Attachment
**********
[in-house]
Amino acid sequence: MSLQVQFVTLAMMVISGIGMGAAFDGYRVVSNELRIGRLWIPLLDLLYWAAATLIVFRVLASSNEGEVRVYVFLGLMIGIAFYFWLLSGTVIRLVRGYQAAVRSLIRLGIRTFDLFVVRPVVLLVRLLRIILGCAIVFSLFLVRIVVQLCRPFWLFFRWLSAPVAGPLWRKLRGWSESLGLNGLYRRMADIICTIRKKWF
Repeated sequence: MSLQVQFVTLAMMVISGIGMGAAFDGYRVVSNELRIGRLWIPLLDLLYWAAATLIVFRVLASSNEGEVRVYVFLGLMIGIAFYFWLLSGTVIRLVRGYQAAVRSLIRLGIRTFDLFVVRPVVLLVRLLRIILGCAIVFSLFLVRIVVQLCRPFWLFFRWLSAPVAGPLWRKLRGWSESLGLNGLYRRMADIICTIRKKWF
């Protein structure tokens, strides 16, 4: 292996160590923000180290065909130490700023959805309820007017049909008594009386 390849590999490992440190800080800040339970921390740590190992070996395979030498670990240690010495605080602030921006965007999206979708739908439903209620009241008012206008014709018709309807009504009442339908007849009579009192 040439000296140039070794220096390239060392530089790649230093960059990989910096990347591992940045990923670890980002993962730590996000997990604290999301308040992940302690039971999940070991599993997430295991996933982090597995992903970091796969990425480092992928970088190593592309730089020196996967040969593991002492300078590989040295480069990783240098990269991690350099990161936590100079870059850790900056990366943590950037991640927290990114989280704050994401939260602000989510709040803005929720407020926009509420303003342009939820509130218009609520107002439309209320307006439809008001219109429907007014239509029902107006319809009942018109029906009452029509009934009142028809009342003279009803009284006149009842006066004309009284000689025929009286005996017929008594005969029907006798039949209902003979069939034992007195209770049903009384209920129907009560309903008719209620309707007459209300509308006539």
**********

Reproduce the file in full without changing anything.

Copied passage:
[in-house]
Amino acid sequence: MSLQVQFVTLAMMVISGIGMGAAFDGYRVVSNELRIGRLWIPLLDLLYWAAATLIVFRVLASSNEGEVRVYVFLGLMIGIAFYFWLLSGTVIRLVRGYQAAVRSLIRLGIRTFDLFVVRPVVLLVRLLRIILGCAIVFSLFLVRIVVQLCRPFWLFFRWLSAPVAGPLWRKLRGWSESLGLNGLYRRMADIICTIRKKWF
Repeated sequence: MSLQVQFVTLAMMVISGIGMGAAFDGYRVVSNELRIGRLWIPLLDLLYWAAATLIVFRVLASSNEGEVRVYVFLGLMIGIAFYFWLLSGTVIRLVRGYQAAVRSLIRLGIRTFDLFVVRPVVLLVRLLRIILGCAIVFSLFLVRIVVQLCRPFWLFFRWLSAPVAGPLWRKLRGWSESLGLNGLYRRMADIICTIRKKWF
């Protein structure tokens, strides 16, 4: 292996160590923000180290065909130490700023959805309820007017049909008594009386 390849590999490992440190800080800040339970921390740590190992070996395979030498670990240690010495605080602030921006965007999206979708739908439903209620009241008012206008014709018709309807009504009442339908007849009579009192 040439000296140039070794220096390239060392530089790649230093960059990989910096990347591992940045990923670890980002993962730590996000997990604290999301308040992940302690039971999940070991599993997430295991996933982090597995992903970091796969990425480092992928970088190593592309730089020196996967040969593991002492300078590989040295480069990783240098990269991690350099990161936590100079870059850790900056990366943590950037991640927290990114989280704050994401939260602000989510709040803005929720407020926009509420303003342009939820509130218009609520107002439309209320307006439809008001219109429907007014239509029902107006319809009942018109029906009452029509009934009142028809009342003279009803009284006149009842006066004309009284000689025929009286005996017929008594005969029907006798039949209902003979069939034992007195209770049903009384209920129907009560309903008719209620309707007459209300509308006539």